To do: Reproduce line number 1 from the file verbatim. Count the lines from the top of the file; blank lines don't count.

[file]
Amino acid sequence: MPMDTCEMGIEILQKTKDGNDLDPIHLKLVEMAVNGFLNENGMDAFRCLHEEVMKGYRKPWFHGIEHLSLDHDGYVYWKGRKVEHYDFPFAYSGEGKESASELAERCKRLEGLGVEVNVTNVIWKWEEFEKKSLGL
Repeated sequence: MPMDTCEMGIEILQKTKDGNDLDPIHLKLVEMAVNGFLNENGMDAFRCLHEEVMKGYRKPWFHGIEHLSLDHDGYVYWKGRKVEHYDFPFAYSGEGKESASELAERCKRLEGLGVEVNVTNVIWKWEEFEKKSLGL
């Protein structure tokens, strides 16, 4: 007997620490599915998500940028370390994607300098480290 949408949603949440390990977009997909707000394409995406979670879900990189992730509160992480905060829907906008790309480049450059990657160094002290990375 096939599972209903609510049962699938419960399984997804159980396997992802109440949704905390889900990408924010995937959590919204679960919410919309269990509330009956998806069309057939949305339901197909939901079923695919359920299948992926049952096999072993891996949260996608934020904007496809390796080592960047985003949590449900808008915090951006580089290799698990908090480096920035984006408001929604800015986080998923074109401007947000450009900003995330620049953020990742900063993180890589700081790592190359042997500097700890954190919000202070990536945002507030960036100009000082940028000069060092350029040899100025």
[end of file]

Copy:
Amino acid sequence: MPMDTCEMGIEILQKTKDGNDLDPIHLKLVEMAVNGFLNENGMDAFRCLHEEVMKGYRKPWFHGIEHLSLDHDGYVYWKGRKVEHYDFPFAYSGEGKESASELAERCKRLEGLGVEVNVTNVIWKWEEFEKKSLGL